In recent decades, yoga has shifted from being thought of as obscure ‘witchcraft’ to a legitimately important part of western life.
In fact, you’d be hard pressed to not know anything about the subject, regardless of your opinion.
But despite its widespread adoption, many people- particularly those with strong religious ties- don’t believe it’s appropriate to practice this ancient Indian system.
Because of the strong spiritual undertones in many yoga classes.
In fact, even the pope has chimed in on the subject, stating the following:
“You can follow thousands of catechism courses, thousands of spirituality courses, thousands of yoga or zen courses and all these things,” his papalsty said. “But none of this will be able to give you the freedom as a child (of God). Only the Holy Spirit can prompt your heart to say ‘Father.’ Only the Holy Spirit is capable of banishing, of breaking that hardness of heart and making it … ‘docile’. Docile towards the Lord. Docile when it comes to the freedom to love.”
Certainly, he’s not saying yoga shouldn’t be practiced…but he isn’t exactly encouraging it either.
This has led many Christians (Catholic or otherwise) to forgo yoga all together, claiming it conflicts with their faith.
But is that the right perspective?
A Brief History of Hinduism
First and foremost, the origin of yoga, and Hinduism in general, are completely unlike any religion or spiritual discipline in the world.
Whereas Christianity, Islam, Judaism, etc. created a closed set of rules that set a specific blueprint to follow, Hinduism sort of follows the opposite perspective: the belief that all legitimate spiritual disciplines lead to the Divine.
As long as the inner connection to spirit is there, it leads to the same thing…no matter the religious affiliation.
This led the core of Hinduism to develop a very open system of religious tolerance and beliefs, creating innumerable sects and belief systems within the religion.
As time went by, Hinduism developed sects devoted to particular gods, goddesses, and philosophies; even developing a sect that followed an atheistic approach (very unique indeed).
In short: Hinduism is very fluid, moving and absorbing everything that seems to work for practitioners- as long as they’re following precepts of self discipline, spiritual seeking, universal love, and inward growth.
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The Universality of Yoga: Breaking Down Barriers
At its heart, Hinduism seeks to understand the nature of truth, wherever it may lead.
It provides a framework for each person to find their own spiritual connection.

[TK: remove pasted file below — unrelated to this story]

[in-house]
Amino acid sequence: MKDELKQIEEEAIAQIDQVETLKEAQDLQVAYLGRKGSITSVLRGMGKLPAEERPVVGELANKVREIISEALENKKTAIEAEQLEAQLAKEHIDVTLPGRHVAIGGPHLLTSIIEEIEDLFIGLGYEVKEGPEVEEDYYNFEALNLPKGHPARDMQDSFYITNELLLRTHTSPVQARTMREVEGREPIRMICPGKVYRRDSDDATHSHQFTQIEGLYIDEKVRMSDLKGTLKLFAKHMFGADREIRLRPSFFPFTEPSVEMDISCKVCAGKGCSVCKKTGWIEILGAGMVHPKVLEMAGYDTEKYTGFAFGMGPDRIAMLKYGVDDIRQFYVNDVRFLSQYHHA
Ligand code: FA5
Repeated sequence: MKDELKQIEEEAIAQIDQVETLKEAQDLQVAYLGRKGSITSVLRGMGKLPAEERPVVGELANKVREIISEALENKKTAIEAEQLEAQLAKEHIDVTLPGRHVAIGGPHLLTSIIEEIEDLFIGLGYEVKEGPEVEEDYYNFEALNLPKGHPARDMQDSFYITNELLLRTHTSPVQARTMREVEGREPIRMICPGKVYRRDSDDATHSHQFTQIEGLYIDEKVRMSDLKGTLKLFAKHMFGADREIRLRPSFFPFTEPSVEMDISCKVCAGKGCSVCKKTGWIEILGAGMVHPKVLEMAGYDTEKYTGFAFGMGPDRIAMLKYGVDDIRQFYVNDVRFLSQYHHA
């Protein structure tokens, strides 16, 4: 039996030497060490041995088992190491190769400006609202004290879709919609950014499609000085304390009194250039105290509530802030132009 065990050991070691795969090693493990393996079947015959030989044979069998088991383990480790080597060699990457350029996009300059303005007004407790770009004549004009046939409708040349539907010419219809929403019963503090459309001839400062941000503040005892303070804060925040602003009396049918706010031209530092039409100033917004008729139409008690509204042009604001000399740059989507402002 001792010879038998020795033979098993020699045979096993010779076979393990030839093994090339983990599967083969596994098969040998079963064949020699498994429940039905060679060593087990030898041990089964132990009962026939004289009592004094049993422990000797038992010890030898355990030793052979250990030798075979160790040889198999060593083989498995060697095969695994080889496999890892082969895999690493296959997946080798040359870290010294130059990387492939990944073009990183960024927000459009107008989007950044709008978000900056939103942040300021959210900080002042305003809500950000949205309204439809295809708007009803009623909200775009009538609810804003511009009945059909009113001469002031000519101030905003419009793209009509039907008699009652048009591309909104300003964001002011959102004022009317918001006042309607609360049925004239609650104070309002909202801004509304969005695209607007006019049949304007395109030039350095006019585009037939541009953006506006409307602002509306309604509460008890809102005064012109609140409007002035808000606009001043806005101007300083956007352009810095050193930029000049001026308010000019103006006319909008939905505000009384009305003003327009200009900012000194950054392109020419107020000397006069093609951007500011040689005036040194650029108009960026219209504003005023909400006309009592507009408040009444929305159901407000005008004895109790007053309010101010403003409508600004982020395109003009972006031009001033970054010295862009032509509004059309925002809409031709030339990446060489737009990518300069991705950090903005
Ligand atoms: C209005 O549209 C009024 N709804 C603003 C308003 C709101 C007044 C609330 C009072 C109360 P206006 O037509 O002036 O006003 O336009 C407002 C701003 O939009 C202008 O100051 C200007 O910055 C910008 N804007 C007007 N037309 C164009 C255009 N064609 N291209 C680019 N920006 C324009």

Yoga and meditation can both be intimately connected to spirituality…or not. It’s up to the practitioner.
Their roots were born of spiritual seeking; but that doesn’t mean you have to be a Hindu to practice them.
In fact, many aspects of both are completely universal and can be practiced by anyone.
Some basic rules to follow for a great yoga class:
- Forgo the chanting- You don’t need it if you feel uncomfortable. Just remain silent until the time period is over, or meditate instead.
- If there’s a story, listen- There’s no harm in listening to the stories of Ganesha or Shiva when they carry lessons. Recognize they’re symbolic characters and let yourself enjoy them.
- Stop judging- Everyone has their own unique spiritual path, and yours may be different. You have to let that go if you’re truly going to enjoy something like yoga.
- You don’t need a guru- Your teacher isn’t your guru! And you don’t need one in order to do yoga.
- Bring your own spirituality- Any class you attend can be a blank canvas. Go into it with your own perspective and dedication.
Some basic rules for meditation:
- Find one that works for you- There are plenty of meditation techniques that’re secular. Do a little investigation and find something that works for you!
- Set an intention, or pray- Prayer and meditation can be a powerful combination. If you’re not into a eastern style of prayer, do something else. But praying before meditation can really heighten the entire experience.
Because yoga and meditation are so malleable, there’s no reason to believe they can’t be incorporated into your life.
Whatever religion you follow, you can easily incorporate it into your practice; or, you don’t have to at all.
When you get down to it, there are plenty of benefits to love, without feeling like you’re being converted.
What do you think? Can you practice yoga while being a Christian? Comment below!
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